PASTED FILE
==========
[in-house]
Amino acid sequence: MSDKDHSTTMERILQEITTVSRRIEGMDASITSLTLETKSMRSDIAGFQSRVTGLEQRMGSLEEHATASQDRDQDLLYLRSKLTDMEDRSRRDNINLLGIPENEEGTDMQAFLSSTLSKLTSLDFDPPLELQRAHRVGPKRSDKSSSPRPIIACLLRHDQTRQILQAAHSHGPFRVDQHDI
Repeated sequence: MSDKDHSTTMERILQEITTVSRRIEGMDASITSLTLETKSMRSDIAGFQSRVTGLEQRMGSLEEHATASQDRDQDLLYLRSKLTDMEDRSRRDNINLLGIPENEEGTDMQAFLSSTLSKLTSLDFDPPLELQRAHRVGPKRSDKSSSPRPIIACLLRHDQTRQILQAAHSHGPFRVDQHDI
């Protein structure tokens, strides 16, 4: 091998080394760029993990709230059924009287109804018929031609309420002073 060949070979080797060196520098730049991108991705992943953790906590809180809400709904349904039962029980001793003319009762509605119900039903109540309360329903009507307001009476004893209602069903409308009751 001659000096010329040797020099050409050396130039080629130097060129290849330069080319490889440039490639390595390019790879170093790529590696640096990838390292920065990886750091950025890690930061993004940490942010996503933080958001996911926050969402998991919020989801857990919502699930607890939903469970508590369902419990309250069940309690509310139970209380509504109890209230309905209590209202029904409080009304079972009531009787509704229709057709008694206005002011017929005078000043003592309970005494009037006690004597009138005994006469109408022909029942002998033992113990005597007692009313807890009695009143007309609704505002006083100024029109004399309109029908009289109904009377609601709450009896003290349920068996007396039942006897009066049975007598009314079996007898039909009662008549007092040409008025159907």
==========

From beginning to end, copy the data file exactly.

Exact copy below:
[in-house]
Amino acid sequence: MSDKDHSTTMERILQEITTVSRRIEGMDASITSLTLETKSMRSDIAGFQSRVTGLEQRMGSLEEHATASQDRDQDLLYLRSKLTDMEDRSRRDNINLLGIPENEEGTDMQAFLSSTLSKLTSLDFDPPLELQRAHRVGPKRSDKSSSPRPIIACLLRHDQTRQILQAAHSHGPFRVDQHDI
Repeated sequence: MSDKDHSTTMERILQEITTVSRRIEGMDASITSLTLETKSMRSDIAGFQSRVTGLEQRMGSLEEHATASQDRDQDLLYLRSKLTDMEDRSRRDNINLLGIPENEEGTDMQAFLSSTLSKLTSLDFDPPLELQRAHRVGPKRSDKSSSPRPIIACLLRHDQTRQILQAAHSHGPFRVDQHDI
């Protein structure tokens, strides 16, 4: 091998080394760029993990709230059924009287109804018929031609309420002073 060949070979080797060196520098730049991108991705992943953790906590809180809400709904349904039962029980001793003319009762509605119900039903109540309360329903009507307001009476004893209602069903409308009751 001659000096010329040797020099050409050396130039080629130097060129290849330069080319490889440039490639390595390019790879170093790529590696640096990838390292920065990886750091950025890690930061993004940490942010996503933080958001996911926050969402998991919020989801857990919502699930607890939903469970508590369902419990309250069940309690509310139970209380509504109890209230309905209590209202029904409080009304079972009531009787509704229709057709008694206005002011017929005078000043003592309970005494009037006690004597009138005994006469109408022909029942002998033992113990005597007692009313807890009695009143007309609704505002006083100024029109004399309109029908009289109904009377609601709450009896003290349920068996007396039942006897009066049975007598009314079996007898039909009662008549007092040409008025159907």